How to look at dance and how to theorize about choreography?
Dance is often considered to be a rather difficult art form: how to make sense out of bodies moving on stage within a choreographic composition not guided by an overarching narrative? How can dance address societal or political issues through movement? How do choreographers continuously rethink the fundamental principles of dance as an artistic medium? This micro-credential offers an intensive immersion into the emerging field of dance studies in order to provide participants with the necessary background and theoretical tools to discover new ways of looking at dance. There is also a so-called “performance trajectory” linked to this micro-credential, that is, a set of 5 performances selected by the lecturer that all participants will go to see collectively in order to discuss these works in class.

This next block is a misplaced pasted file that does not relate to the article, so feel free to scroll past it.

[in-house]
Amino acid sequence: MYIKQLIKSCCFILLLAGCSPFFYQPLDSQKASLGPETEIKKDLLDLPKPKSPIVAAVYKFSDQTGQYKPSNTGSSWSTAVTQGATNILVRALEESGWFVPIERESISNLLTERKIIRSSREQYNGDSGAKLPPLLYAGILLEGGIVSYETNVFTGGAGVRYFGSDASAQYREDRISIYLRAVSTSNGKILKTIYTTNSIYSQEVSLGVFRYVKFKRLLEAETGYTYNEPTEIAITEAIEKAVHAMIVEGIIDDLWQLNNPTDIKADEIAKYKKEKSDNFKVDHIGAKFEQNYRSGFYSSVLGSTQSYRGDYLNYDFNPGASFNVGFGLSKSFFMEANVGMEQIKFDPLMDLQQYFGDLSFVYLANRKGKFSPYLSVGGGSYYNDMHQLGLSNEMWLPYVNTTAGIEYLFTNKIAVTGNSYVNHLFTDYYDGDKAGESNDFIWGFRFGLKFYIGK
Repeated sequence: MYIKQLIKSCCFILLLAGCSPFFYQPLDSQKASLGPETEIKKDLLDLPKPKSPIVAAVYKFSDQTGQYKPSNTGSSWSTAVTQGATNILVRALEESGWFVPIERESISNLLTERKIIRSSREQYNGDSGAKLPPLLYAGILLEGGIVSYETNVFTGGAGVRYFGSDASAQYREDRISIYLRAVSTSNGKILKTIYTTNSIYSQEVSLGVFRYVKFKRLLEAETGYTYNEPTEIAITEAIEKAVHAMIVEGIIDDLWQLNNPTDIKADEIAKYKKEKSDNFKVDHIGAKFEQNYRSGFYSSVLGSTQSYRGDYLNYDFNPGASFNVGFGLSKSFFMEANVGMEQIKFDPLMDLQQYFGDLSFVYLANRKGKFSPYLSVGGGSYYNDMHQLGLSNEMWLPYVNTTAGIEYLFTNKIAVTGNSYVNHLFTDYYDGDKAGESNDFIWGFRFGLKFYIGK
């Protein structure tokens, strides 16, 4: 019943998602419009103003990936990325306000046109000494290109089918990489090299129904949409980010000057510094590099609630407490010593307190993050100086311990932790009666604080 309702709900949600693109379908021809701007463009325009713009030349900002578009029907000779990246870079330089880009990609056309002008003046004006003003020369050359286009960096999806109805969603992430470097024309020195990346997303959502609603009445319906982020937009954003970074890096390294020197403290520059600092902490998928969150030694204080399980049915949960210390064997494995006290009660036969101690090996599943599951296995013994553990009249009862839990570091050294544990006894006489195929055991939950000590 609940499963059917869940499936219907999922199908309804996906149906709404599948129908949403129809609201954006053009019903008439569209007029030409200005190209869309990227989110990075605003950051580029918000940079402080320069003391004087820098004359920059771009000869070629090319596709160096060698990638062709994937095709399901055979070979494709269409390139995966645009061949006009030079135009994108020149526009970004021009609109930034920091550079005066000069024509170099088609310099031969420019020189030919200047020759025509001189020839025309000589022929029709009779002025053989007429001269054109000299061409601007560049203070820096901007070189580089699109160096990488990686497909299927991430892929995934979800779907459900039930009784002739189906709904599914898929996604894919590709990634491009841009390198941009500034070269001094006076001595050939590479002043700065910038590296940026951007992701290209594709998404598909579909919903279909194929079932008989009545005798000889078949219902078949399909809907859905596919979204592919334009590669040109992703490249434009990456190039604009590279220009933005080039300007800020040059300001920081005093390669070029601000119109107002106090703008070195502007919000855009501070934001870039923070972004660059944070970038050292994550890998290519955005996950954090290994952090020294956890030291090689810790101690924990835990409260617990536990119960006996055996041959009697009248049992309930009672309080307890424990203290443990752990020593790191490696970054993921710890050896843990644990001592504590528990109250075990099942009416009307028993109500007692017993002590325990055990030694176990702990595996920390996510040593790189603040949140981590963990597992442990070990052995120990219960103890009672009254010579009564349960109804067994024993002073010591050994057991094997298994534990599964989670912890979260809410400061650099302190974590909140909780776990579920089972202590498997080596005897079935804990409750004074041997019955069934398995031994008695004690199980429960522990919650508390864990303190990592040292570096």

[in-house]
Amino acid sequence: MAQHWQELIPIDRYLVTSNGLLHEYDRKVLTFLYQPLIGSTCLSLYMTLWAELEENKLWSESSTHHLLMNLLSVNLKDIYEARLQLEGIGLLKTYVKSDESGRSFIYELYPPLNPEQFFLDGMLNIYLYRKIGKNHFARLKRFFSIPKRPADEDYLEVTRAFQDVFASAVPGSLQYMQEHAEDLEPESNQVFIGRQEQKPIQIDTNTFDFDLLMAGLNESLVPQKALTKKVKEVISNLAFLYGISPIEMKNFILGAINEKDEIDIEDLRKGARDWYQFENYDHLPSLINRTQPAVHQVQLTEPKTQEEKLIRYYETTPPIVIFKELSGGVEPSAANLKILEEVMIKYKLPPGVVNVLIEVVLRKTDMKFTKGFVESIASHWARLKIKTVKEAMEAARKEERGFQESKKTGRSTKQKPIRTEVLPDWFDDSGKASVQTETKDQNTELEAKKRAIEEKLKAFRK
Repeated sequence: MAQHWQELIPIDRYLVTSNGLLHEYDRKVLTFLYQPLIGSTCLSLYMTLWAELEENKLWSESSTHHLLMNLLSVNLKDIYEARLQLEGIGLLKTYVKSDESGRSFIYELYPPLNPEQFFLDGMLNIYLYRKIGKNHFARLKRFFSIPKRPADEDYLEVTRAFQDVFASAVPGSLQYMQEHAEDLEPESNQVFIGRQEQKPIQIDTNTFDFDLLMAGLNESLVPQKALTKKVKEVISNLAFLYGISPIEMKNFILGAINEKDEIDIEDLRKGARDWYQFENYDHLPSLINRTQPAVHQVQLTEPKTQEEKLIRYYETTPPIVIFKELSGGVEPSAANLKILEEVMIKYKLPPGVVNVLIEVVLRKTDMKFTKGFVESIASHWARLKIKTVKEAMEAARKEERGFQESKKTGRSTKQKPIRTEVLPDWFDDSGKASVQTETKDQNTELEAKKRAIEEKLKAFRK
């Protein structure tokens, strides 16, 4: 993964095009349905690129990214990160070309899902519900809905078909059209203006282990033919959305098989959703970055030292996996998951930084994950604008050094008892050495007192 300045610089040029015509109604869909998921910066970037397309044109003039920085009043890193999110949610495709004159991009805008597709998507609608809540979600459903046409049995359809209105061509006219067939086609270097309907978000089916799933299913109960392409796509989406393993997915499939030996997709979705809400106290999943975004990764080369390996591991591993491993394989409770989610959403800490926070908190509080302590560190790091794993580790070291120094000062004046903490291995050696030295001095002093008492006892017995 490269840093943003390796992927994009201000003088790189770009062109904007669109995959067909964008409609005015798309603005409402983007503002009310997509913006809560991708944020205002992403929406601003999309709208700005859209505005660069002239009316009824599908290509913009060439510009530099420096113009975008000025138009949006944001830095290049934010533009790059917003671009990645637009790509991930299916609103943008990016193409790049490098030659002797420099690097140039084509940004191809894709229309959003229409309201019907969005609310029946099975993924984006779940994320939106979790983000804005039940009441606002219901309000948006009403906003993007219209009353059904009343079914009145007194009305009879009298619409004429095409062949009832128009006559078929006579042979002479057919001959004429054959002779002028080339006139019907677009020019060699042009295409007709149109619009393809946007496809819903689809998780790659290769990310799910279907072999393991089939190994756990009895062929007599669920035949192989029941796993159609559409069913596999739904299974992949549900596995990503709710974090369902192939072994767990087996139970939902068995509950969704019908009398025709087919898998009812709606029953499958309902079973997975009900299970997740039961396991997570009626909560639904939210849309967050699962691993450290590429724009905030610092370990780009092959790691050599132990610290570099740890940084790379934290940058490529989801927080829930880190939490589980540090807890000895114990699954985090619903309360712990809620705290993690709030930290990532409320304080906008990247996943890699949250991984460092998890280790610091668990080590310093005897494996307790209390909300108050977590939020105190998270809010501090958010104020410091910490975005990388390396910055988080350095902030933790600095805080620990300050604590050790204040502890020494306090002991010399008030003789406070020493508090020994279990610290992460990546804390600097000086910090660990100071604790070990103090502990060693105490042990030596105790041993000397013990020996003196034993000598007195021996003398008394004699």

This micro-credential welcomes a diverse and international group of participants interested in dance. It is specifically targeted at high school teachers; dance, theatre, and performing arts educators (e.g., DKO); professionals within the cultural and arts sector (e.g., dramaturgs, curators, press and communication, public outreach, etc.).
This micro-credential focuses on the following learning outcomes.
1. The participant acquires insight into the most important disciplinary and interdisciplinary methodological approaches in dance studies through close readings and critical analysis of various key texts within the field.
2. The participant can identify recent developments in dance practice and situate them in a broader historical and theoretical framework that relates the formal principles of dance (micro-level) with the theoretical, cultural-historical, and socio-political dimensions of choreography (macro-level).